I decided last night to see whether I'd be able to follow the rules of Ramadan for a day. To do this I would have to refrain from eating, drinking, smoking & fornicating during the hours of daylight. I didn't think I'd have a problem with the last 2. Mostly I was worried about the interdiction on eating. As it was it didn't turn out to be too difficult. It was the not drinking bit that I couldn't manage. Breakfast arrived with a bang on the door at 3:30am. 2 eggs, 2 pratha & a small pot of tea was all I ate till the fast was broken at a little after 6pm. I only lasted until a bit after 9am before thirst got the better of me. I think I started off in a hole, I was still a bit dehydrated from the day before.
There was no need for me to fast. I had opportunities to go back to my hotel room to eat & drink. I had carrying around some very nice Chinese instant noodles since Kashgar exactly for this purpose. I was doing this partly out of curiosity, partly of respect & also a desire to share a little in what was going on around me. I hope the last reason doesn't sound too pretentious. The streets of Peshawar after the fast had been broken the previous evening had been filled with warmth. Everyone seemed to be happy, not just that their stomachs were finally full but also contentment with their fellows. I enjoyed being a part of that & thought, a little naively perhaps, that this could be augmented by fasting. It also meant that my day wouldn't be poisoned by a sense of doing something that everyone around couldn't do & some disapproved of.
Once the fast broke, like the previous evening, I wandered around & tried different things. Many were simply given to me by passers by with whom I chatted a short while or vendors who wouldn't accept money. Every interaction I had with someone was positive & made me smile. The only negative note was the annoyance that one street vendor had with another who had tried to rip me off. He, a complete stranger to me, wasn't going to let it happen & made sure the little punk who tried knew all about it. I had begun the trip to Pakistan dreading Ramadan, it was quickly becoming a highlight.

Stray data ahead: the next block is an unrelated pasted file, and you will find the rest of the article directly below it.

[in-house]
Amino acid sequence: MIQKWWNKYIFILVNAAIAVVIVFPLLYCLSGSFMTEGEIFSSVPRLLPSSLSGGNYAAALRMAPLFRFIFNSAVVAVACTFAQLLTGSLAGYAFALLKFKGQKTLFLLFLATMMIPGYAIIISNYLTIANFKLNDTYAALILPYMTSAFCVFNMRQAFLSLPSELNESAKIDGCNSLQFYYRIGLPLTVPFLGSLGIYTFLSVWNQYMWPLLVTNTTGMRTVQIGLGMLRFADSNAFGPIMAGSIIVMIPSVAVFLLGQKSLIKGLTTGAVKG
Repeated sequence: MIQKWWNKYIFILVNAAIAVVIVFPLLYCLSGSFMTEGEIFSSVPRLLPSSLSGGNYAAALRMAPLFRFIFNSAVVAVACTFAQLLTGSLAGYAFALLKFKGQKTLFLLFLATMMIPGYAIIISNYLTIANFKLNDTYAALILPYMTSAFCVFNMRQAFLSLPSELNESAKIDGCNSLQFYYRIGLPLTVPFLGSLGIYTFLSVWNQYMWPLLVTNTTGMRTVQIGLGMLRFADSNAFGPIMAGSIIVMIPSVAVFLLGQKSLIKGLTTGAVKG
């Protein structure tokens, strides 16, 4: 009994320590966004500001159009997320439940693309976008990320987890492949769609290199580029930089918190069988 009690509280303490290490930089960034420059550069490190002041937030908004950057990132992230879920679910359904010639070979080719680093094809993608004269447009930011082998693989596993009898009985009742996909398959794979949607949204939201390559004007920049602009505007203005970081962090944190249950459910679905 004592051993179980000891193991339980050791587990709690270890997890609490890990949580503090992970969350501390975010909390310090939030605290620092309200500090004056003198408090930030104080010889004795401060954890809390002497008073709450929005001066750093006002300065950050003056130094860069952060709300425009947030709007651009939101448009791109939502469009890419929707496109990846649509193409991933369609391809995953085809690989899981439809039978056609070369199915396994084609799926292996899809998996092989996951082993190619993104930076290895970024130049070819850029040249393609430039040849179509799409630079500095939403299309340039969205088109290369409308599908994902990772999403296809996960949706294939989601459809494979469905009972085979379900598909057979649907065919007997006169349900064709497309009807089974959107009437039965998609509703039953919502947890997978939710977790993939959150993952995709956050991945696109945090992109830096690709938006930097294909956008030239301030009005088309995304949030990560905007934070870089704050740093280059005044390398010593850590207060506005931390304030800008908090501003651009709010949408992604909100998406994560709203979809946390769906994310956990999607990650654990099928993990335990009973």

During the day travel plans began to firm up. I had spoken to a few travel agencies about flights out of Lahore. I also had some fun dealing with Pakistan Railway bureaucracy. I'd read in my guidebook that foreigners were eligible for a 25% discount on the already pretty cheap rail travel in Pakistan. All one needed to do was go & see the commercial department at the departure station for a concession certificate. This I imagined would be something like like a discount card. It was more complicated than that. The whole thing started off the previous day when I rolled up to the ticket office to ask about it all at 2pm & was told to come back the following day as the commercial office closed at 1pm during Ramadan. The next day I arrived in the morning at the (open) commercial office & was told I needed first to get a 'tourist certificate' from the tourism office. I almost jacked it all in here, I should point out that I was calculating on saving approximately 1.50USD on my ticket to Lahore with this discount. However I knew where the tourist office was & it wasn't out of the way. I wanted to see it through to the end. At the tourist office they made me fill out a form containing my name, nationality & passport number; which then got signed & stamped by the head walla. I expressed my opinion that this was unnecessarily bureaucratic, to which they responded that this was how it had always been done. Back to the commercial office I went & presented them with my certificate. I then had to fill out another form stating my destination & date of travel. It dawned on me that I'd need to go through this for every ticket I wished to purchase. My tentative date of travel, this Saturday coming, had to be firmed up or my 1.50USD discount or 2 hours worth of trotting around would be lost. The details of my form were transcribed by hand to another form which was taken away for stamping & signing by another head walla. The office in which this business was conducted can hardly have changed since the British, though the desks in the room were marked with the insignia of Pakistan Rail. There were antique cabinets overflowing with cardboard folders filled with yellowing documentation. Everything was done with pen & paper.
It was quite a good thing to have been forced to have decided on a date. Though I've been enjoying the friendliness of Peshawar at the end of the fast the town itself has not set me alight. While its bazaar filled old town is interesting to wander around something is missing for me. Perhaps I'm being unfair on it & it's all because the travel bug is being suppressed by a desire to have a home again.
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